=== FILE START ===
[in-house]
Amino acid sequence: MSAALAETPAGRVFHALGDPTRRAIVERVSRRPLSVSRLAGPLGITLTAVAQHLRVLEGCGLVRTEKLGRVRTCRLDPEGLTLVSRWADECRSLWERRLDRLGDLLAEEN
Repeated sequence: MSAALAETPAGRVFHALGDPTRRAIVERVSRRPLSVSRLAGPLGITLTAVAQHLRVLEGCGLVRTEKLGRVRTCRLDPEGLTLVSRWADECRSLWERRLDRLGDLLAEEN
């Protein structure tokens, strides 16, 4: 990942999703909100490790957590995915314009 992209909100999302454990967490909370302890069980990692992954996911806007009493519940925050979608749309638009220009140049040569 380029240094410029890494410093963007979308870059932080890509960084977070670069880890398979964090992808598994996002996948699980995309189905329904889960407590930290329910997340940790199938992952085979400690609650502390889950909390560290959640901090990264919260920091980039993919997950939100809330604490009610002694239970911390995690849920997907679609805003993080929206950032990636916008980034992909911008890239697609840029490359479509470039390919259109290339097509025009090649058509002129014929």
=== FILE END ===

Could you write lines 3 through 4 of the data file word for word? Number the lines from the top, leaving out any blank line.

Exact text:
Repeated sequence: MSAALAETPAGRVFHALGDPTRRAIVERVSRRPLSVSRLAGPLGITLTAVAQHLRVLEGCGLVRTEKLGRVRTCRLDPEGLTLVSRWADECRSLWERRLDRLGDLLAEEN
């Protein structure tokens, strides 16, 4: 990942999703909100490790957590995915314009 992209909100999302454990967490909370302890069980990692992954996911806007009493519940925050979608749309638009220009140049040569 380029240094410029890494410093963007979308870059932080890509960084977070670069880890398979964090992808598994996002996948699980995309189905329904889960407590930290329910997340940790199938992952085979400690609650502390889950909390560290959640901090990264919260920091980039993919997950939100809330604490009610002694239970911390995690849920997907679609805003993080929206950032990636916008980034992909911008890239697609840029490359479509470039390919259109290339097509025009090649058509002129014929």